One example of a company with an environmental sustainability focus built right into its business plan is eBay. The online retail and auction site makes it easy for people all over the world to exchange and reuse goods rather than throwing them away, thereby lengthening the lifespan of these products so they don’t wind up as trash. The company also introduced an eBay Classifieds section, where individuals can buy and sell used household appliances, furniture and other hard-to-ship items within their local community, eliminating the need for shipping and packaging, and keeping functional items out of landfills.

Additionally, because most of the environmental impact of eBay business occurs when one user ships something to another, the company targeted the logistics and delivery aspects of green supply chain management by partnering with the United States Postal Service (USPS). Together, eBay and the USPS created a co-branded line of environmentally friendly Priority Mail packaging that has earned Cradle-to-Cradle™ certification.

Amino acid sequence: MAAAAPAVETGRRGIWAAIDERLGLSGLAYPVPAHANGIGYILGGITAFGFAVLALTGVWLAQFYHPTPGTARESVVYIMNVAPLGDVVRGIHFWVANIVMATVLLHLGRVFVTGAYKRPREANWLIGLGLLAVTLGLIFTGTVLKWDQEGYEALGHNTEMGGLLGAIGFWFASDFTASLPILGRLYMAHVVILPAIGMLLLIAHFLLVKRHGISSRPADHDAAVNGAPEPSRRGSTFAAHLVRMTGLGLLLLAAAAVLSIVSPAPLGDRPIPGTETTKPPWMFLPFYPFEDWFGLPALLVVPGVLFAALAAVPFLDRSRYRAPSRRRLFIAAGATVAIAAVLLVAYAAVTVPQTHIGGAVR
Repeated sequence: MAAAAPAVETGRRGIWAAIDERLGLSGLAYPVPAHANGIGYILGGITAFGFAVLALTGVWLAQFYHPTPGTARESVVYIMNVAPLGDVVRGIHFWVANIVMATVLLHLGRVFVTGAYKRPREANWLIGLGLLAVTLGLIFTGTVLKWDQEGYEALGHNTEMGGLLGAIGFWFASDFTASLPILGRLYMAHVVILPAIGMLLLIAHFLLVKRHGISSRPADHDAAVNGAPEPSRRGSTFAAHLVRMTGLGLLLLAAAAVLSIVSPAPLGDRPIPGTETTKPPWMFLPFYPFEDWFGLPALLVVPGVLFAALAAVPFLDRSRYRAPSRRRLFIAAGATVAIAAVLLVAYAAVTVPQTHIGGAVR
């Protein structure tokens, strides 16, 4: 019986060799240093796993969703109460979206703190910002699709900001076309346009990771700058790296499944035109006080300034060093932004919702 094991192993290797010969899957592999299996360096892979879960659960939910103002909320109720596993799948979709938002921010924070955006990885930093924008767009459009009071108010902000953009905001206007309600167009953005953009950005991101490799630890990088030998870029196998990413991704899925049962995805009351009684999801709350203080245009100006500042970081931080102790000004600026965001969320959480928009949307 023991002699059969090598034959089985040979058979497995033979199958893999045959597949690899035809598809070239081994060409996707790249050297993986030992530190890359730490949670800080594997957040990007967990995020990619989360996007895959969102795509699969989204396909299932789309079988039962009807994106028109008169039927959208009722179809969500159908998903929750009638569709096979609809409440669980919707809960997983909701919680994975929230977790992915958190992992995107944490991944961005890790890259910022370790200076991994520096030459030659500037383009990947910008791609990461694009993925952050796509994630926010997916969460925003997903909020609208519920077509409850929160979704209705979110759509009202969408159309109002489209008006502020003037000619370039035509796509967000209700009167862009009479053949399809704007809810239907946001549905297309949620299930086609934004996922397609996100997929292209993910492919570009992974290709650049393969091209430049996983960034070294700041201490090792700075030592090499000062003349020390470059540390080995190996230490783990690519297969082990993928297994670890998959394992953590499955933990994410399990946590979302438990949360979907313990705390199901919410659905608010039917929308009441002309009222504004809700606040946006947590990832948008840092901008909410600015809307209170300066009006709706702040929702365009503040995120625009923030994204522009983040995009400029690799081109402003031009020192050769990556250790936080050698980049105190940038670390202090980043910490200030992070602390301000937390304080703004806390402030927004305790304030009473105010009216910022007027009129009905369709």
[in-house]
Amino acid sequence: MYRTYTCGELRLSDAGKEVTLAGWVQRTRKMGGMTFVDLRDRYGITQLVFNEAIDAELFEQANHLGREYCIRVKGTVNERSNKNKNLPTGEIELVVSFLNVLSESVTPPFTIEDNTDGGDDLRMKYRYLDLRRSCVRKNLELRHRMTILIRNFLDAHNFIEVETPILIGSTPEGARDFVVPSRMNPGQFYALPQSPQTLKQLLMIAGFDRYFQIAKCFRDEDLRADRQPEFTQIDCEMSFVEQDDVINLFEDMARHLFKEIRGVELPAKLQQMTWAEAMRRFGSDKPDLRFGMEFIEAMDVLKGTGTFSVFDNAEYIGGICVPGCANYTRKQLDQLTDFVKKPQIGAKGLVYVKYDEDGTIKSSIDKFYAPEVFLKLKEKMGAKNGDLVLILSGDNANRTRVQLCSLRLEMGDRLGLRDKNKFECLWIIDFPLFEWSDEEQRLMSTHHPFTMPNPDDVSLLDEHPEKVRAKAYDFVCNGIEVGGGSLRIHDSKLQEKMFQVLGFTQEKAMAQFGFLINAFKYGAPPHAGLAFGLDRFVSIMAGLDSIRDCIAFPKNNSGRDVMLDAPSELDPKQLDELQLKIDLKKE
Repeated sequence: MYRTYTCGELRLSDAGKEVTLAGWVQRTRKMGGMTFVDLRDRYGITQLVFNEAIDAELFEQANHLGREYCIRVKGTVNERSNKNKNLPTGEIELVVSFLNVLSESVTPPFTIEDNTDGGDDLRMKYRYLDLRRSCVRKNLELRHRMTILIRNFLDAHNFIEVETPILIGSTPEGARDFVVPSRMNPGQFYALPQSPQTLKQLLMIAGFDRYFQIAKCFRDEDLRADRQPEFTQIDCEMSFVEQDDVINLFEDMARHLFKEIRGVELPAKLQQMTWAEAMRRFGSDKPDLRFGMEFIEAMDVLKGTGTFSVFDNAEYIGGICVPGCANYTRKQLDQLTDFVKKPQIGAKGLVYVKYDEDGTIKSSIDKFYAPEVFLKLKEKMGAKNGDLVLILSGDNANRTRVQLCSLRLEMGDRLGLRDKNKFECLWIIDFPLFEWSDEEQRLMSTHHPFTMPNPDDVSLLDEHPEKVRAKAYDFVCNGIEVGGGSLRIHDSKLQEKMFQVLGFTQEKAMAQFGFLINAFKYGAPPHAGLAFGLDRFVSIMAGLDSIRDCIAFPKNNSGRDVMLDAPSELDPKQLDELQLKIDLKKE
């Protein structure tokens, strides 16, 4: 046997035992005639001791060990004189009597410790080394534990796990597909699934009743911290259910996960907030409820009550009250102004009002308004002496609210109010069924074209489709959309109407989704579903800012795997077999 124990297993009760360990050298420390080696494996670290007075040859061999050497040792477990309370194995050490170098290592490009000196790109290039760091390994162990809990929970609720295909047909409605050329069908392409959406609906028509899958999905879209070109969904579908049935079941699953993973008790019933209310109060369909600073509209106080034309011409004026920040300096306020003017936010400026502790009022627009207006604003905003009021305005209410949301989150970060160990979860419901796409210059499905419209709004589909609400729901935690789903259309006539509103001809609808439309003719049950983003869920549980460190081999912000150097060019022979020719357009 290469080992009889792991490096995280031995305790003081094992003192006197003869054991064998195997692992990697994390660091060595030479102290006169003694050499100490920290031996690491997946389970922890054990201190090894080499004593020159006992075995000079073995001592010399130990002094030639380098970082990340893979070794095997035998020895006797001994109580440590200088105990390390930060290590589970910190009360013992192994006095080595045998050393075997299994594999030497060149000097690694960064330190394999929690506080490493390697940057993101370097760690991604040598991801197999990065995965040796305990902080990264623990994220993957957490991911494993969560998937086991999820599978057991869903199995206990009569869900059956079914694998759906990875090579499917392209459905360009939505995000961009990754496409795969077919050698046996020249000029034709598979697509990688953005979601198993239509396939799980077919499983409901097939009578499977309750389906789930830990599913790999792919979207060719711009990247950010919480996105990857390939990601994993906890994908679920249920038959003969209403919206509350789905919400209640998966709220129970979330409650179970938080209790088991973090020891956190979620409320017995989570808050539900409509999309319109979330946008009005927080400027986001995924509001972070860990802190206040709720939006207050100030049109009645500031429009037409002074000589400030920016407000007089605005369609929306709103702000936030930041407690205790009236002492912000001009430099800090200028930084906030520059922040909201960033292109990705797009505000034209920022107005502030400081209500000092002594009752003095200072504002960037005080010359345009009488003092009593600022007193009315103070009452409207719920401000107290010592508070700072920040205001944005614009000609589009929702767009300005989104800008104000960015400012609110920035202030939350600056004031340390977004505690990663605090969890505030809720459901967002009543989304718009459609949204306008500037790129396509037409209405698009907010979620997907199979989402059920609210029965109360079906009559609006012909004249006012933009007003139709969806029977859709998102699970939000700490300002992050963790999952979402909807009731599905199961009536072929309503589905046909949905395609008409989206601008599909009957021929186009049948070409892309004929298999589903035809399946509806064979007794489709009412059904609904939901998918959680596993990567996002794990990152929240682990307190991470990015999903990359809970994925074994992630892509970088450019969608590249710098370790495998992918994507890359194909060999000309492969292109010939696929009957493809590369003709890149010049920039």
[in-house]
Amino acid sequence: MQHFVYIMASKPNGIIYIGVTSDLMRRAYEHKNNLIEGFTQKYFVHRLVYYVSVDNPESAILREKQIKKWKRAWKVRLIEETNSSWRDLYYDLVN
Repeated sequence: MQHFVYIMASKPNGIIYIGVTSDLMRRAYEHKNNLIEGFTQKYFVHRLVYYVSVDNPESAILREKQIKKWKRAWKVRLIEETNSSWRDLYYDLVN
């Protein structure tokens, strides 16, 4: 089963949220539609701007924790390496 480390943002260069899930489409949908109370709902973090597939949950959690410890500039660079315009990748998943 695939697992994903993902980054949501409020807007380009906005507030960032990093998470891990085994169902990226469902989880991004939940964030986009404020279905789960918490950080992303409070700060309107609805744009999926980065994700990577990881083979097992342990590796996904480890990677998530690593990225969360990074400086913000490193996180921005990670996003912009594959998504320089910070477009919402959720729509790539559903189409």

2. Starbucks Stores Go Green

Another company that has introduced principles of environmental sustainability and green supply chain management across the board is Starbucks. In addition to purchasing Fair Trade Certified™ and certified organic coffee, the company is setting out to achieve LEED® certification for all new company-owned outlets. By focusing on creating “green” stores, Starbucks has been able to reduce both operating costs and the environmental impact of its business practices. The company’s green building strategy includes adjusting the temperature in air-conditioned stores from the standard 72°F to 75°F, purchasing cabinetry made with 90% post-industrial material and incorporating low-flow water valves.

3. Google’s Environmental Innovations